“Collagen is the most abundant protein in the skin. It makes up 75-80% of your skin,” Jaliman says. “The middle layer of the skin is called the dermis, and that is where we find the collagen and elastic tissue. This is the layer that gives skin its fullness and plumpness.”

Also called collagen protein or collagen hydrolysate, collagen peptides support overall skin health and helps combat the effects of aging. It can reduce the appearance of wrinkles and increase skin hydration and firmness.[5][6]

“Collagen protein consumption can increase skin elasticity and can help your body’s skin repair process, thus encouraging your body to form new collagen,” Jaliman says.

Joint & bone support

a woman stretches on a yoga mat in a matching white activewear set with yoga blocks surrounding her

In addition to supporting overall bone and joint health, collagen supplements can decrease joint pain after exercise, improve flexibility and provide amino acids the body needs to maintain the normal process of bone turnover.[7][8]

This is a big deal for collagen’s anti-aging benefits, but it’s also good news for people who work out and care about their ligaments: A 2008 study of 147 athletes at Penn State University found that their joint pain was reduced when they took collagen supplements.[9]

So, what do collagen supplements do? They support everything from healthy joints to youthful skin. Still wondering about the science behind how they work? Keep reading for details and expert insights about what to know before you buy.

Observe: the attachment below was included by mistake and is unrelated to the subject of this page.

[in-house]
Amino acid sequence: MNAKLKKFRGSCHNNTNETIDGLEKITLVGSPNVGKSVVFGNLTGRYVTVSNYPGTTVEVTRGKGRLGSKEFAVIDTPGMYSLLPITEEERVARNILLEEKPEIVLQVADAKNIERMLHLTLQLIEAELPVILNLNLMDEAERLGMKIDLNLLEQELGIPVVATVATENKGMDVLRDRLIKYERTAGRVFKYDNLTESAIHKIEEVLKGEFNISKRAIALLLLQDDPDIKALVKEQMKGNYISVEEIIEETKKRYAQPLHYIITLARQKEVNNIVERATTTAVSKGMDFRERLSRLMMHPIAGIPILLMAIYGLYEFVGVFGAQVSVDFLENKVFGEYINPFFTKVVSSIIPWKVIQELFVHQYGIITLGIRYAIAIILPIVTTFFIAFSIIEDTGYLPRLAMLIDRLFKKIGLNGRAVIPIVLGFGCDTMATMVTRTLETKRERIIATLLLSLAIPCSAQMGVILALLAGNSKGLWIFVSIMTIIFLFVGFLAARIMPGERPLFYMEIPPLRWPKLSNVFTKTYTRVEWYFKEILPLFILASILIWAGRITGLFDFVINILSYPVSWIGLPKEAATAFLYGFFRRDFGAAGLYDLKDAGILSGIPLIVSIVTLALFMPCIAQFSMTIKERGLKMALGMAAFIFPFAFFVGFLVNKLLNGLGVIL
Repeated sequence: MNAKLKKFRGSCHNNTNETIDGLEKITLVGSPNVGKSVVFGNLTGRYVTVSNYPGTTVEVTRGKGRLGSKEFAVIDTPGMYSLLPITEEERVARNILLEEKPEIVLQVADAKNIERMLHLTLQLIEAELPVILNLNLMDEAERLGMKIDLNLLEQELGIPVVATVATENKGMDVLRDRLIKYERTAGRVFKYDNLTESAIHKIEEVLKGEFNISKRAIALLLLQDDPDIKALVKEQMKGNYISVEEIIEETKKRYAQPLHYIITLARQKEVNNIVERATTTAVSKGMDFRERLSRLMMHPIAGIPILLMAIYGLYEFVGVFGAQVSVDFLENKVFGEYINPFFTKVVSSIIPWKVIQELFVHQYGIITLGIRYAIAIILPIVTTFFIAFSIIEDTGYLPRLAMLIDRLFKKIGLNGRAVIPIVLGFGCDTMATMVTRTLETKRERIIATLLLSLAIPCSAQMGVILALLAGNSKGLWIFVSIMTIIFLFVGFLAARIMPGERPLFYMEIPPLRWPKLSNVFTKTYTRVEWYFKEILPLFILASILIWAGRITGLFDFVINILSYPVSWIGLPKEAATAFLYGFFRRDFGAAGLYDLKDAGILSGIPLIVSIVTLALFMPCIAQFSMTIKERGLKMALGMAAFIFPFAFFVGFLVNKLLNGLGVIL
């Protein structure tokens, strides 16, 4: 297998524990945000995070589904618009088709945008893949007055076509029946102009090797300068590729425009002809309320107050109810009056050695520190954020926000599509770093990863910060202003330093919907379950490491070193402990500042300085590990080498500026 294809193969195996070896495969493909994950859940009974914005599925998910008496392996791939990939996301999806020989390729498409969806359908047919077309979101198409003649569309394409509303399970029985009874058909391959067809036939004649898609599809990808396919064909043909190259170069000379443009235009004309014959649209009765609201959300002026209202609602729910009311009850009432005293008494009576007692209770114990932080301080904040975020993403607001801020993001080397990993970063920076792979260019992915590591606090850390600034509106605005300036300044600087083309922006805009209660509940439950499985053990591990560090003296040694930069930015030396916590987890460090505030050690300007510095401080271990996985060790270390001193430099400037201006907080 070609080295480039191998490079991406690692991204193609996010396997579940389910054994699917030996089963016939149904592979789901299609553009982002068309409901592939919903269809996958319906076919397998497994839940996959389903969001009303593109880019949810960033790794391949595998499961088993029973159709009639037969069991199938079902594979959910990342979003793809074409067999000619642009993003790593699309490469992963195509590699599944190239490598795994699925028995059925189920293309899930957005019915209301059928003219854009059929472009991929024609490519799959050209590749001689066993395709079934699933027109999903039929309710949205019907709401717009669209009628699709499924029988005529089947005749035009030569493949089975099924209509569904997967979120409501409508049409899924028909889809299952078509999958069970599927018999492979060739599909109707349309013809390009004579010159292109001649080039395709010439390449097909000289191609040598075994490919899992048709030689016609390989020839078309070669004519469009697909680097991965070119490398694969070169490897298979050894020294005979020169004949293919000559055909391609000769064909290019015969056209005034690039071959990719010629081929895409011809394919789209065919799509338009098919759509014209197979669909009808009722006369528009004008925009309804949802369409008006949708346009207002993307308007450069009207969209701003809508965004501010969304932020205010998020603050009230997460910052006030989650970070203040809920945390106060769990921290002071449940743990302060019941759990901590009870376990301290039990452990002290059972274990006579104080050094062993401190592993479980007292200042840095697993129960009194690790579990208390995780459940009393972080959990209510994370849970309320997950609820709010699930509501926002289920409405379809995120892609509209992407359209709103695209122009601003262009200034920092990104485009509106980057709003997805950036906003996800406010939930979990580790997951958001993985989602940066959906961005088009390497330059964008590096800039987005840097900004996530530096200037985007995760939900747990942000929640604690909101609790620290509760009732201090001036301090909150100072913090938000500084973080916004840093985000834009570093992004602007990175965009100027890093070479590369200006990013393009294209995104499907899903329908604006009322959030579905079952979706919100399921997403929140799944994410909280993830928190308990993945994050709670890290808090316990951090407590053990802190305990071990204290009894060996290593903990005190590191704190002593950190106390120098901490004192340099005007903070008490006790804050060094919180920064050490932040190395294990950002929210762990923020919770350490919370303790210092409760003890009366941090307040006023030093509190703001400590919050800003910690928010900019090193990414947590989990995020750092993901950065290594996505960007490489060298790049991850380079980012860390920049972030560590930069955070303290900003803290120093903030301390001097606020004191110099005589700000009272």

How do collagen supplements work?

a hand pours a scoop of chocolate collagen peptides into a clear mug of coffee

Your body is filled with cells that have specific jobs to keep your engines running. Fibroblasts are cells with an important job: They produce collagen.

In order to make the magic happen, fibroblasts need access to amino acid building blocks—namely, the amino acids glycine, proline and hydroxyproline.

Collagen supplementation gives your cells the amino acids they need to continue doing what they do best: make more collagen.

You’ll usually find collagen supplements in powder form, called hydrolyzed collagen peptides. “Hydrolyzed” means the collagen has been broken down into a smooth, light powder that is easier for your body to digest and use.[10]

Do collagen supplements survive digestion?